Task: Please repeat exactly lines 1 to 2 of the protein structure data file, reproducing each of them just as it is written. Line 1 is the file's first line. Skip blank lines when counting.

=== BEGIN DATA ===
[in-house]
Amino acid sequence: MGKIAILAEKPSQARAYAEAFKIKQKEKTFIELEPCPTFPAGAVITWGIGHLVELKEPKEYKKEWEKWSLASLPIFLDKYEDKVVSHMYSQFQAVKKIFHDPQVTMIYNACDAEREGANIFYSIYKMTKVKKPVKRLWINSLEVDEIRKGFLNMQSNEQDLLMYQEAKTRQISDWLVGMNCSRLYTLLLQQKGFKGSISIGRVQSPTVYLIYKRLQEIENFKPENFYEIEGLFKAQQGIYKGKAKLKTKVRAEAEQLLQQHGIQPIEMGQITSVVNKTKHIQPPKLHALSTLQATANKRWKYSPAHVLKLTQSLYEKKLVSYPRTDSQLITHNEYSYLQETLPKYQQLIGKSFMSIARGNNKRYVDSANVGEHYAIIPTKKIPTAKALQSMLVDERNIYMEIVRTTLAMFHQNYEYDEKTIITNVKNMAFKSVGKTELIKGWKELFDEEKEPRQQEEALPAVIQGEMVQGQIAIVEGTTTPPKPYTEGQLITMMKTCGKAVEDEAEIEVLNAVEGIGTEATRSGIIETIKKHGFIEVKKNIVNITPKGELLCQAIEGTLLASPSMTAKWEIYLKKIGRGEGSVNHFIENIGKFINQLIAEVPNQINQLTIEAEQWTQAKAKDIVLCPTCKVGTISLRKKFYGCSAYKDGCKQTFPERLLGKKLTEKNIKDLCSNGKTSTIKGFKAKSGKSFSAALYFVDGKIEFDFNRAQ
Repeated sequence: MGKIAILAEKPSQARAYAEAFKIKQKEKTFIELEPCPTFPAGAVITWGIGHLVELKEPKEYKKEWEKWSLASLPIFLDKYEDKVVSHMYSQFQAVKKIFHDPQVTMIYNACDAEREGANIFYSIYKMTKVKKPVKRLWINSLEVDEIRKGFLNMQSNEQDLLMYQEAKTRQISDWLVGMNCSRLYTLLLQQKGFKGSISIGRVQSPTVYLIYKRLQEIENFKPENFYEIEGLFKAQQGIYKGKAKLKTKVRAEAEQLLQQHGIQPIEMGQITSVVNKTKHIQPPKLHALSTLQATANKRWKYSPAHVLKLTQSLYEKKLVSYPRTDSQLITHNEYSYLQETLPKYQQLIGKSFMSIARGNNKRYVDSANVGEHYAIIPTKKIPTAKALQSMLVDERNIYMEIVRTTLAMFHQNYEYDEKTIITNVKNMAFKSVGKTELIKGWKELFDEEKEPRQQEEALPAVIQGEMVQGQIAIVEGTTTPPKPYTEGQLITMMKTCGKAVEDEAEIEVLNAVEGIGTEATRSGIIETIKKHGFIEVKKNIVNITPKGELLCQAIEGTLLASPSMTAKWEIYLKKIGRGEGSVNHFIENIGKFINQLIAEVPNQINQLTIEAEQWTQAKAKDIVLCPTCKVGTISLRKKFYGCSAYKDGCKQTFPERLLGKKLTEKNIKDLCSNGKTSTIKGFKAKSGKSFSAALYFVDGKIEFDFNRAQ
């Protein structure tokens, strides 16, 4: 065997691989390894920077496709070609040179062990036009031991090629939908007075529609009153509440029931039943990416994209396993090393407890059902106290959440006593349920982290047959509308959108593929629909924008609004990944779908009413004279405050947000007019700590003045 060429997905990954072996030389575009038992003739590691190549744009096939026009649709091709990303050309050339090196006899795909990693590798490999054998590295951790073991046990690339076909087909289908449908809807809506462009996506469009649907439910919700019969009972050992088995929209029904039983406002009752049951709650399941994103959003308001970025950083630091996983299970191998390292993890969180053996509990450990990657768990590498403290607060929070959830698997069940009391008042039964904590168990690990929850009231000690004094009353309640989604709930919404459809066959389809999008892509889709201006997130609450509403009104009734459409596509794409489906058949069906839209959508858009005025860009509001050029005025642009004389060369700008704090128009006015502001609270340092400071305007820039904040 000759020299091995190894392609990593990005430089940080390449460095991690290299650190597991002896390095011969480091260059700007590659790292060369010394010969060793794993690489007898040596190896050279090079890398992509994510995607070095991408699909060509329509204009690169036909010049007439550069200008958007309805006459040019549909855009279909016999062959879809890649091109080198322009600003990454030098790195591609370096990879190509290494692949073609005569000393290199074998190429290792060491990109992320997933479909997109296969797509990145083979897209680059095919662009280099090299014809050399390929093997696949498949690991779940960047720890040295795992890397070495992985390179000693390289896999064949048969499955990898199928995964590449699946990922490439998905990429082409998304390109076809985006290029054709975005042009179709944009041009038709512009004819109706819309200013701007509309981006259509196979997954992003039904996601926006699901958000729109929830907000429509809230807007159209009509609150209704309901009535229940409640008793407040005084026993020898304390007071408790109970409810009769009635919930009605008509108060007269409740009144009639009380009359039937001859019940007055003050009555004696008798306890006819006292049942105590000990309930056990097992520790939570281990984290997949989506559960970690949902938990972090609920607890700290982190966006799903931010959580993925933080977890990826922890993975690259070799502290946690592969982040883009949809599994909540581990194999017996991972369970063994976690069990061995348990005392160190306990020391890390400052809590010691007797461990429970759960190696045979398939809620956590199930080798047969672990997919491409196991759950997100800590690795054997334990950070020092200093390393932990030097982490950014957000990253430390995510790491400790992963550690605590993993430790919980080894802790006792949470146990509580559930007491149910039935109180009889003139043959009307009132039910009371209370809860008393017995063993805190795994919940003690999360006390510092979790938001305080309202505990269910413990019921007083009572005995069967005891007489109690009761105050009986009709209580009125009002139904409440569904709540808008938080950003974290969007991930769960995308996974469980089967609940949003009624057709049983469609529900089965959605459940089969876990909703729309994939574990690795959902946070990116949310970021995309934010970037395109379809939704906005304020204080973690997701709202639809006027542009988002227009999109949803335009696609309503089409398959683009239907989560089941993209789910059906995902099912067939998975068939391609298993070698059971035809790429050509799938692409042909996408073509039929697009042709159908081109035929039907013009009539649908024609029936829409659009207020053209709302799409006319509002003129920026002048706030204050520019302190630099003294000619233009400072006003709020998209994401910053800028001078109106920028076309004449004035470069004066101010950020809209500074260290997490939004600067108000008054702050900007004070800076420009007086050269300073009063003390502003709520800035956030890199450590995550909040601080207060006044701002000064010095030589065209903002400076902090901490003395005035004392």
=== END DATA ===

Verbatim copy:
[in-house]
Amino acid sequence: MGKIAILAEKPSQARAYAEAFKIKQKEKTFIELEPCPTFPAGAVITWGIGHLVELKEPKEYKKEWEKWSLASLPIFLDKYEDKVVSHMYSQFQAVKKIFHDPQVTMIYNACDAEREGANIFYSIYKMTKVKKPVKRLWINSLEVDEIRKGFLNMQSNEQDLLMYQEAKTRQISDWLVGMNCSRLYTLLLQQKGFKGSISIGRVQSPTVYLIYKRLQEIENFKPENFYEIEGLFKAQQGIYKGKAKLKTKVRAEAEQLLQQHGIQPIEMGQITSVVNKTKHIQPPKLHALSTLQATANKRWKYSPAHVLKLTQSLYEKKLVSYPRTDSQLITHNEYSYLQETLPKYQQLIGKSFMSIARGNNKRYVDSANVGEHYAIIPTKKIPTAKALQSMLVDERNIYMEIVRTTLAMFHQNYEYDEKTIITNVKNMAFKSVGKTELIKGWKELFDEEKEPRQQEEALPAVIQGEMVQGQIAIVEGTTTPPKPYTEGQLITMMKTCGKAVEDEAEIEVLNAVEGIGTEATRSGIIETIKKHGFIEVKKNIVNITPKGELLCQAIEGTLLASPSMTAKWEIYLKKIGRGEGSVNHFIENIGKFINQLIAEVPNQINQLTIEAEQWTQAKAKDIVLCPTCKVGTISLRKKFYGCSAYKDGCKQTFPERLLGKKLTEKNIKDLCSNGKTSTIKGFKAKSGKSFSAALYFVDGKIEFDFNRAQ